Navajo and Sheep - Navajo History
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Navajo after 1500 AD

Navajo people moved south into the south-west part of North America from their home in Canada about 1400 AD. So when the Spanish invaders came in the 1500s, the Navajo (Dine is what they call themselves) were themselves pretty new to the area.

Navajo with sheep
Navajo with sheep

When the Navajo arrived, they had been nomads, who lived mainly by raiding the Pueblo people. But they soon began to learn new ways from the Pueblo people and began to settle down to farm corn and beans like them. Still, when the Spanish settlers brought sheep to North America for the first time, the Navajo were happy to give up farming and instead, in the 1600s, they began to herd sheep and goats. They learned how to shear the sheep and weave the wool into blankets and rugs and clothes, and they were able to trade their lamb and mutton and their blankets and rugs and clothes to Pueblo people and to the Spanish settlers for the corn and beans that they didn't grow themselves.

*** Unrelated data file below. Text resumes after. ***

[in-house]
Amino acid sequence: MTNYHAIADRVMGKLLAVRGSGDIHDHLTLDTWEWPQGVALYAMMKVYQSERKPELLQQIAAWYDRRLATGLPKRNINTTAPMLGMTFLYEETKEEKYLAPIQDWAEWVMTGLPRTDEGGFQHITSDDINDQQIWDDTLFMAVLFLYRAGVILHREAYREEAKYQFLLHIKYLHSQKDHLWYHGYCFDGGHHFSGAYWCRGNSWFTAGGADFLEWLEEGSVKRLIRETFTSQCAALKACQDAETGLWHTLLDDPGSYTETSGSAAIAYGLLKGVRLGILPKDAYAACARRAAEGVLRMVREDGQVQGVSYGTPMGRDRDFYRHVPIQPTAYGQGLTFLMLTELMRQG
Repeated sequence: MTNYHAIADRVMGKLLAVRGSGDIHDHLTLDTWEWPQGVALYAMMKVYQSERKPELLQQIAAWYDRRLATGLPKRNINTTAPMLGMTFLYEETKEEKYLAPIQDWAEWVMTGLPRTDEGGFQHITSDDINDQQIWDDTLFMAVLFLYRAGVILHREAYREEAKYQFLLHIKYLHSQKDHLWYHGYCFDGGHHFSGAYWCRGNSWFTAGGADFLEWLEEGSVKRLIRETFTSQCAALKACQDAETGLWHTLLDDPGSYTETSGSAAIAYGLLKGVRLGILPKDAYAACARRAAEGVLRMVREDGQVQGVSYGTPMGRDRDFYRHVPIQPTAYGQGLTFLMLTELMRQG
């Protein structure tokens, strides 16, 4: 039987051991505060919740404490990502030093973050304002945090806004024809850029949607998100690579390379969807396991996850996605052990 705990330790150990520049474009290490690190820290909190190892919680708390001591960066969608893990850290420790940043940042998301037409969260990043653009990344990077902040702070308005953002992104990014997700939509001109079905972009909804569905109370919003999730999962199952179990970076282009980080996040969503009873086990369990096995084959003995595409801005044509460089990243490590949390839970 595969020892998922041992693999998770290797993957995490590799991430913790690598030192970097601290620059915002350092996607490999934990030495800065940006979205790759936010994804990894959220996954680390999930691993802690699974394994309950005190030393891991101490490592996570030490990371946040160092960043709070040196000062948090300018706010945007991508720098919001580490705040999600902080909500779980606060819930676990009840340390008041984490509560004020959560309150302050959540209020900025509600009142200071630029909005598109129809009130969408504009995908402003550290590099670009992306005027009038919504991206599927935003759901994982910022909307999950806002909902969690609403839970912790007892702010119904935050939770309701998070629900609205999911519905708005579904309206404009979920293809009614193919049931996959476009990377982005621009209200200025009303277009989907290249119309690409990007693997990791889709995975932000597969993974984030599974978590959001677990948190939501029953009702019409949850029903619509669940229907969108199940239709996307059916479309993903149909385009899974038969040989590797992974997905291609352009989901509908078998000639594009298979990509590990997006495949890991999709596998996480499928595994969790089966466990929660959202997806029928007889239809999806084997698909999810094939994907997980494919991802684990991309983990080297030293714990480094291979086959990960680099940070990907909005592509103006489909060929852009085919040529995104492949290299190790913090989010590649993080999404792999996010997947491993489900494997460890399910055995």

But through the 1700s the Navajo also went on getting some of their stuff by raiding their neighbors - the Pueblo people, the Ute, the Paiute, and the Spanish settlers. Navajo raiders took sheep, horses, corn and beans, silver jewelry and steel tools, and people to sell to the Spanish as slaves. With horses, the Navajo were able to do a lot more raiding. This raiding made the Navajo a lot of enemies.

Navajo's Long Walk

Bibliography and further reading about Navajo history:

Early Navajo history
Pueblo people
Apache people
American History
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Karen Carr is Associate Professor Emerita, Department of History, Portland State University. She holds a doctorate in Classical Art and Archaeology from the University of Michigan. Follow her on Instagram or Twitter.
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